To Wander (Das Wandern)

Explore more songs and resources in the table below

Song titleComposer / PoetDescription
Cradle Song
(Wiegenlied)
Johannes Brahms
Traditional
George Scherer
It's amazing to think that this hugely famous lullaby was written by Brahms as a gift for two close friends of his who had just had their second baby. You'll already know the tune, and many of you will already have fallen asleep to the lilt of the piano accompaniment when you were babies. We've offered up a little harmony line to try something different.
I feel no hate
(Ich grolle nicht)
Robert Schumann
Henrich Heine
It may be called, 'I feel no hate', but this little song is full of hurt and anger! The poet may be telling us that he won't begrudge his gloating lover, but Schumann's music is telling a different story.
Is my team ploughing?George Butterworth
A.E. Housman
This song, usually sung by one singer, is actually a conversation between the ghost of a man killed in battle and his friend, who is still alive. Rather than a spooky ghost story though, the song tells a sad tale of death, friendship and love and trails off at the end, feeling almost unfinished. It's all made even more poignant when you know that the composer, Butterworth, was killed in the First World War.
LydiaGabriel Fauré
Leconte de Lisle
A beautiful love song which, rather than exploring the tumultuous pain and anguish of love, as songs often do, simply heaps praise on the beloved (in this case Lydia) in a shower of compliments. There's a clever little cryptic clue hidden in the music of this song as the mode (or scale) that it uses is called the Lydian. It's like an audible signature.
Song
(Cancion)
Manuel de Falla
Traditional
The singer of this song is clearly a little miffed and they don't mind the world knowing about it. "You loved me once, why don't you still love me now?" they ask in a hot-headed and sometimes threatening way. The song is based on Spanish folk music and is full of dance rhythm and hot harmony.
The Mouser's Magical Verses
(Mausfallensprüchlein)
Hugo Wolf
Eduard F Mörike
This song is sung from the perspective of a child who has just walked three times round a mousetrap, and is a piece of light-hearted mumbo-jumbo which is supposed to entice mice to enter the trap and lose their tails – or worse! Charming.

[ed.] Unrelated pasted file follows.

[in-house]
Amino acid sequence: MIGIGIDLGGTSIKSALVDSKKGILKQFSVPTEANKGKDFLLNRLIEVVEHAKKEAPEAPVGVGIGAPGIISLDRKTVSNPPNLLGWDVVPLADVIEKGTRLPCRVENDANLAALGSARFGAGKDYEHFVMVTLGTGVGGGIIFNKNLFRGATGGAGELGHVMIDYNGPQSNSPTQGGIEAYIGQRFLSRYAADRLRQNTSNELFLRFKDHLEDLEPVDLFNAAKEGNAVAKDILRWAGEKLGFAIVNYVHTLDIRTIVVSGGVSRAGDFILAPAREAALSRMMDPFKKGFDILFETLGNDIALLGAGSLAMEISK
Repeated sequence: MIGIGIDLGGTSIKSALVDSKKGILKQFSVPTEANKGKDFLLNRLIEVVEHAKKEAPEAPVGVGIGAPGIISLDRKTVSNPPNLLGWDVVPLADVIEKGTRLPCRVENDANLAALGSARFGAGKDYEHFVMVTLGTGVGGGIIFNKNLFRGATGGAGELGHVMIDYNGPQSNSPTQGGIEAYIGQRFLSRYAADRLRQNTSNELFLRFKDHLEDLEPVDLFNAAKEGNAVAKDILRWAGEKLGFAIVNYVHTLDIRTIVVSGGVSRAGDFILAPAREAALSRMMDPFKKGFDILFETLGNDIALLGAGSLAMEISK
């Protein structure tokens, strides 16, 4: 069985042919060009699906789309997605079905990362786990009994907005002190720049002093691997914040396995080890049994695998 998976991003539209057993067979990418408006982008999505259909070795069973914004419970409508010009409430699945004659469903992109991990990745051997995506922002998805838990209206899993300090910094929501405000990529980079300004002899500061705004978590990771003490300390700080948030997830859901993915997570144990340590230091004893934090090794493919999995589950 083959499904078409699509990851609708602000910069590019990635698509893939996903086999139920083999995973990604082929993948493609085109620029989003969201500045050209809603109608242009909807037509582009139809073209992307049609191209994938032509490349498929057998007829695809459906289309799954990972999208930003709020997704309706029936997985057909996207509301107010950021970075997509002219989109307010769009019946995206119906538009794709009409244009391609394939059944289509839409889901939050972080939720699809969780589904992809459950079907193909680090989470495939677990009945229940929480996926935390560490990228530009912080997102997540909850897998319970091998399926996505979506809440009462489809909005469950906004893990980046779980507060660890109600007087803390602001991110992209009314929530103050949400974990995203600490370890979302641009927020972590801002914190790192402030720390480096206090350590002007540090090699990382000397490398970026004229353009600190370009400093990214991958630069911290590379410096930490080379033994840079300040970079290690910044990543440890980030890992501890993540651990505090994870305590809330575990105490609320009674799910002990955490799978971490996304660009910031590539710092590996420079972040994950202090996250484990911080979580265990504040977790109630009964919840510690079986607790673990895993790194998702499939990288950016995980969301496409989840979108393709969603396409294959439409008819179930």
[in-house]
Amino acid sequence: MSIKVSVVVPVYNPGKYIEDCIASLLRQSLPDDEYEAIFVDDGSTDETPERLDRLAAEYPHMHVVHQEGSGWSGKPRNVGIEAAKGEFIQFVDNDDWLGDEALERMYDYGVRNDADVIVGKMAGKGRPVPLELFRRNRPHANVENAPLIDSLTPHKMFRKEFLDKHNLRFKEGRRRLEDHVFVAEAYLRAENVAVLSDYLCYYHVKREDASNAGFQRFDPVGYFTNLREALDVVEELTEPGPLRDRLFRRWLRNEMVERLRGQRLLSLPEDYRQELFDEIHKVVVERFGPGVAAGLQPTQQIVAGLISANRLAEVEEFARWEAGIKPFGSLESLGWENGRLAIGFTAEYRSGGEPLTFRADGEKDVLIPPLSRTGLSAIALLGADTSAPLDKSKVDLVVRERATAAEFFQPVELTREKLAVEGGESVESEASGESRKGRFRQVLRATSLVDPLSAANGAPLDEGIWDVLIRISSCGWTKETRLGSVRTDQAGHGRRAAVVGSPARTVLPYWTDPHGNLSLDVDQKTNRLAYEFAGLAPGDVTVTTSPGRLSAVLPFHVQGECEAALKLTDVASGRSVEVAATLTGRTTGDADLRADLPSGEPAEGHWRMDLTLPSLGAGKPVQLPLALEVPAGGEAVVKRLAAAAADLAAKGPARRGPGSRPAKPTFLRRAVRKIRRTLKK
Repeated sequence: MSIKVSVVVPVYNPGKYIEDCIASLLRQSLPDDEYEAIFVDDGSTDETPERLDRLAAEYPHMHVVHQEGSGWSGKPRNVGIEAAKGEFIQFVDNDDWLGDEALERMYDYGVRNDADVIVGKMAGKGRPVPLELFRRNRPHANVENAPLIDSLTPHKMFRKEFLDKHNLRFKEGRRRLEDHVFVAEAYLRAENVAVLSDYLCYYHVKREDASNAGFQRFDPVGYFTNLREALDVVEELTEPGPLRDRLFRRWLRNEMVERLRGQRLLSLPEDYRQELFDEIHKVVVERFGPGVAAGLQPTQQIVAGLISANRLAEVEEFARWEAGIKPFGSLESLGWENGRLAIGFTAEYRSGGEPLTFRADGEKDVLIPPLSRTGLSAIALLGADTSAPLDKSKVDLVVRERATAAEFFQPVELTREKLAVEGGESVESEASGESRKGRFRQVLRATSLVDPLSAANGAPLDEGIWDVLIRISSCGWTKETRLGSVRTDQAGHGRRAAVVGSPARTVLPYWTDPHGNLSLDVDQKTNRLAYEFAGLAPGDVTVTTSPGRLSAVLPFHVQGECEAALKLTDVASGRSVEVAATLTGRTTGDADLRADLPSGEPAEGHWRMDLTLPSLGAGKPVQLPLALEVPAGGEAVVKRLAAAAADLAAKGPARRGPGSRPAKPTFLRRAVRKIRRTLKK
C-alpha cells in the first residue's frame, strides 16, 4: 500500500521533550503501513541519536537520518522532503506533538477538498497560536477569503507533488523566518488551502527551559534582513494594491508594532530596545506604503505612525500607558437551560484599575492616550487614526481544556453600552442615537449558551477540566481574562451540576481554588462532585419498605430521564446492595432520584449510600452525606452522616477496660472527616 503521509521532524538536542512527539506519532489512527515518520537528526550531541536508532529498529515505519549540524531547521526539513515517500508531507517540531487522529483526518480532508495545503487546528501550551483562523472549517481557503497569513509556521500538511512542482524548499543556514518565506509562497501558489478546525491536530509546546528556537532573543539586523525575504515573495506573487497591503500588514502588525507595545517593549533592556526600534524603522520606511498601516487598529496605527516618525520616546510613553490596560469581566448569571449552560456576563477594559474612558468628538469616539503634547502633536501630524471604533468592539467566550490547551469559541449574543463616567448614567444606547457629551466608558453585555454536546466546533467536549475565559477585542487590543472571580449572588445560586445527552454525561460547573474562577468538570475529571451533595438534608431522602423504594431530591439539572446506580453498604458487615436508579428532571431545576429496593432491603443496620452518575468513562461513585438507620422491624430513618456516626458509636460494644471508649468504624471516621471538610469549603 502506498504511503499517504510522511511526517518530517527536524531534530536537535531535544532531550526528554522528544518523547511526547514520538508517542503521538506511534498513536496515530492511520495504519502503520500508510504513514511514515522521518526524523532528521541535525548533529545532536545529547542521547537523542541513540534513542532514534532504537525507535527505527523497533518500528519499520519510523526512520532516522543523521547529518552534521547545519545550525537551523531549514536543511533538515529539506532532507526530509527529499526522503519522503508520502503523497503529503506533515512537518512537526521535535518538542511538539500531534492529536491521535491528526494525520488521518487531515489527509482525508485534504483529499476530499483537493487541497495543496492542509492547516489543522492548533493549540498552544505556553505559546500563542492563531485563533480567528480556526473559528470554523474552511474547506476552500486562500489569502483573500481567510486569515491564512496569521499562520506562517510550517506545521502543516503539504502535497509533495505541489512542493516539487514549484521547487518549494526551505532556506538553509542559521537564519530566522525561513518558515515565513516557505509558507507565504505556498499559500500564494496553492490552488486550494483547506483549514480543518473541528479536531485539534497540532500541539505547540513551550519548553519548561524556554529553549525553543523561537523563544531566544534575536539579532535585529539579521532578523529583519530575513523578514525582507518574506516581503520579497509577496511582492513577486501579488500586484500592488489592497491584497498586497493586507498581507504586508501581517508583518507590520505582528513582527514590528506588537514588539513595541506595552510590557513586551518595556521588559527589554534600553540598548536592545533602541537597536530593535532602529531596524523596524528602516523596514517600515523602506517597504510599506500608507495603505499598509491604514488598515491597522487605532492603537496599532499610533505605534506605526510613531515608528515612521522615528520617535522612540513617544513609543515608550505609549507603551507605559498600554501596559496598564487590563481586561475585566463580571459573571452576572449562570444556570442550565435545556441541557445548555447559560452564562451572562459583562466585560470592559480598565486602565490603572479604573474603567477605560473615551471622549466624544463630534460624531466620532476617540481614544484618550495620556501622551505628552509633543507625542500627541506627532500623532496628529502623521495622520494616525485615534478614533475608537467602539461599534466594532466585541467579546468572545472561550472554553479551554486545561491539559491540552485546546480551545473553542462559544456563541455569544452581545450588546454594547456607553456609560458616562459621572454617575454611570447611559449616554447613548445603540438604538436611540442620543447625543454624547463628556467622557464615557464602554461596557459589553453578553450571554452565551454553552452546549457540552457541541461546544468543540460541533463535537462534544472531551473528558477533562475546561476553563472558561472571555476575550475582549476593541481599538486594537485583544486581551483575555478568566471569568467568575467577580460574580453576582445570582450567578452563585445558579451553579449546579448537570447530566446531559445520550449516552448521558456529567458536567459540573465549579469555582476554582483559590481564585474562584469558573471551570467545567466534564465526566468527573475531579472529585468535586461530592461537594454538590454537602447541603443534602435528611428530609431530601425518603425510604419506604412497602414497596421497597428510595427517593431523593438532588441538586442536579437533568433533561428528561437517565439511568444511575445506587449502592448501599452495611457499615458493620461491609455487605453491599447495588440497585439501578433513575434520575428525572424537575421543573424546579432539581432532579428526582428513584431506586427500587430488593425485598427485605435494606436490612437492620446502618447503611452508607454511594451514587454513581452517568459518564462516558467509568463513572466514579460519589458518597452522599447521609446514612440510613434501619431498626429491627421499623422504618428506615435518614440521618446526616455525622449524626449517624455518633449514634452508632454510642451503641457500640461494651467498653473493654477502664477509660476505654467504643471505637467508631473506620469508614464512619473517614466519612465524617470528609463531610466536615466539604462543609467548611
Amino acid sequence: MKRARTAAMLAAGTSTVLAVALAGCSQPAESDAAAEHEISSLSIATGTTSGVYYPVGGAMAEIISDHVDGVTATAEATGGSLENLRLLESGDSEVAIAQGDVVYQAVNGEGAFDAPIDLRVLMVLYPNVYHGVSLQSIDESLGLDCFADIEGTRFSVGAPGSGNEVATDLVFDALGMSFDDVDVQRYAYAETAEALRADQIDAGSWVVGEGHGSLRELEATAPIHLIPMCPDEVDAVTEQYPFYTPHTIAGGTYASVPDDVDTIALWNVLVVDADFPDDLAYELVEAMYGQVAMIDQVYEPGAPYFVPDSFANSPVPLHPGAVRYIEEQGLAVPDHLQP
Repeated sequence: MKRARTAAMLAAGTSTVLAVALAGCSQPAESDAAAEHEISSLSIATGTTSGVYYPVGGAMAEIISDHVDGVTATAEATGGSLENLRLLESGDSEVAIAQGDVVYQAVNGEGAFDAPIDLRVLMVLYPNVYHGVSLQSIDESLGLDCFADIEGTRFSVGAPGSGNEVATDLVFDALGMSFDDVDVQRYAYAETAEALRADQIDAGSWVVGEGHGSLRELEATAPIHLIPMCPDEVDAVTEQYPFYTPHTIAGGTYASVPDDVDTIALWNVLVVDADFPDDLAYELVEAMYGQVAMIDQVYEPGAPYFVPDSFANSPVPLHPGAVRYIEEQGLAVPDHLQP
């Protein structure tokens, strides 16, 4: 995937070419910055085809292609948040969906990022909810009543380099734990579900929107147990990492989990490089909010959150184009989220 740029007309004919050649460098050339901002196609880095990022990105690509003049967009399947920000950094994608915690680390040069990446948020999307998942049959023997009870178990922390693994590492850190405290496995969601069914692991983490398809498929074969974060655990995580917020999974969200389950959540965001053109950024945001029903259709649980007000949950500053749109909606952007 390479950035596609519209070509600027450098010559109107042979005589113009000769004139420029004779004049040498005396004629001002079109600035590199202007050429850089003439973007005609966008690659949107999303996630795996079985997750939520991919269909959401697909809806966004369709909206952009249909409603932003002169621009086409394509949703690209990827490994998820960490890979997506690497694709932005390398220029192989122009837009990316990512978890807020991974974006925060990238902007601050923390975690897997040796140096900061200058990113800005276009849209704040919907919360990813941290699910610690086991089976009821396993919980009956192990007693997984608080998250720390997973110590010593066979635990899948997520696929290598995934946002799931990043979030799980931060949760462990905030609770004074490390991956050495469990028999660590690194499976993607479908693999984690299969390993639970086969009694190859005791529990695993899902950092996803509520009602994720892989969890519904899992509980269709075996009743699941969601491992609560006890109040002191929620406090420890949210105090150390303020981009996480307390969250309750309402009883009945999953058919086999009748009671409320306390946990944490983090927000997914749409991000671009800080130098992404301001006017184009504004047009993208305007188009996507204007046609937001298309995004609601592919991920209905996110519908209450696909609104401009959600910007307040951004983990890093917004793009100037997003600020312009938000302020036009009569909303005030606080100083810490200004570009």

The wondrous lovely month of May
(Im wunderschonen Monat Mai)
Robert Schumann
Henrich Heine
A sensitive soul compares the dawn of love with the blossoming of nature and the return of the birds. Romantic poets and composers loved to make these comparisons between the world around us and our internal emotions. It's called 'pathetic fallacy' and we still see it in films today – have you spotted what the weather is usually doing in films when the characters are sad or angry?
To Wander
(Das Wandern)
Franz Schubert
Willhelm Müller
We like to think of this as the theme tune to our Discovering Lieder Project as it forms the basis of our workshop and is always the grand finale of the culmination concert! It's a jaunty song that is the start of a long and exciting tale of love, loss, mills, rivers and walking!
To where?
(Wohin?)
Franz Schubert
Willhelm Müller
The second part to the story started in 'To Wander', this song sees our friend the Miller set out on the first steps of their long journey. Our protagonist takes in their surroundings and is looking forward to the adventure ahead.
True Love
(Treue Liebe)
Johannes Brahms
Johann Ludwig Tieck
Despite the beauty of Brahms’ music, the subject of the poem is actually rather depressing. A girl waits by the edge of the sea for her boyfriend who does not arrive; as evening falls, she realises she may never see him again; the water laps at her feet and her longing to be reunited with her drowned lover overwhelms her; she is drawn irresistibly into the water and joins him in death.